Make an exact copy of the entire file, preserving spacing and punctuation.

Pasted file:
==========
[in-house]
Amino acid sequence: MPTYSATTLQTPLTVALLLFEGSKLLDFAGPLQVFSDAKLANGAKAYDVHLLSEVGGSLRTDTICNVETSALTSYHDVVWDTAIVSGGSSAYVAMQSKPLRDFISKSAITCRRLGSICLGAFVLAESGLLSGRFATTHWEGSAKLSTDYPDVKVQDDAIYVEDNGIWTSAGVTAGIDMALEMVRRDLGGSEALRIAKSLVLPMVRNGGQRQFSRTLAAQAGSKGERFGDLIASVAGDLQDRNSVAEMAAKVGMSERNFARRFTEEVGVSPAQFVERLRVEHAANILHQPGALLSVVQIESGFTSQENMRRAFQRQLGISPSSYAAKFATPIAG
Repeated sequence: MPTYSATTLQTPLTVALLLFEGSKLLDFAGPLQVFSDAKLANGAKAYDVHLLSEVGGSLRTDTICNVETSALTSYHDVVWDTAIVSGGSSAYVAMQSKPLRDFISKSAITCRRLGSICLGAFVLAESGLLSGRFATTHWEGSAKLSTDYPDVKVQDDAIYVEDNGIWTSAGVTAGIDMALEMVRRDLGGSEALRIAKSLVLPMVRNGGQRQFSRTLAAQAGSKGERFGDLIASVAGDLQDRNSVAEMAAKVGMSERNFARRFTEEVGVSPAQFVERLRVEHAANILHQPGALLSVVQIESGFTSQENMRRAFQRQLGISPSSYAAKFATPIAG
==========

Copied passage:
[in-house]
Amino acid sequence: MPTYSATTLQTPLTVALLLFEGSKLLDFAGPLQVFSDAKLANGAKAYDVHLLSEVGGSLRTDTICNVETSALTSYHDVVWDTAIVSGGSSAYVAMQSKPLRDFISKSAITCRRLGSICLGAFVLAESGLLSGRFATTHWEGSAKLSTDYPDVKVQDDAIYVEDNGIWTSAGVTAGIDMALEMVRRDLGGSEALRIAKSLVLPMVRNGGQRQFSRTLAAQAGSKGERFGDLIASVAGDLQDRNSVAEMAAKVGMSERNFARRFTEEVGVSPAQFVERLRVEHAANILHQPGALLSVVQIESGFTSQENMRRAFQRQLGISPSSYAAKFATPIAG
Repeated sequence: MPTYSATTLQTPLTVALLLFEGSKLLDFAGPLQVFSDAKLANGAKAYDVHLLSEVGGSLRTDTICNVETSALTSYHDVVWDTAIVSGGSSAYVAMQSKPLRDFISKSAITCRRLGSICLGAFVLAESGLLSGRFATTHWEGSAKLSTDYPDVKVQDDAIYVEDNGIWTSAGVTAGIDMALEMVRRDLGGSEALRIAKSLVLPMVRNGGQRQFSRTLAAQAGSKGERFGDLIASVAGDLQDRNSVAEMAAKVGMSERNFARRFTEEVGVSPAQFVERLRVEHAANILHQPGALLSVVQIESGFTSQENMRRAFQRQLGISPSSYAAKFATPIAG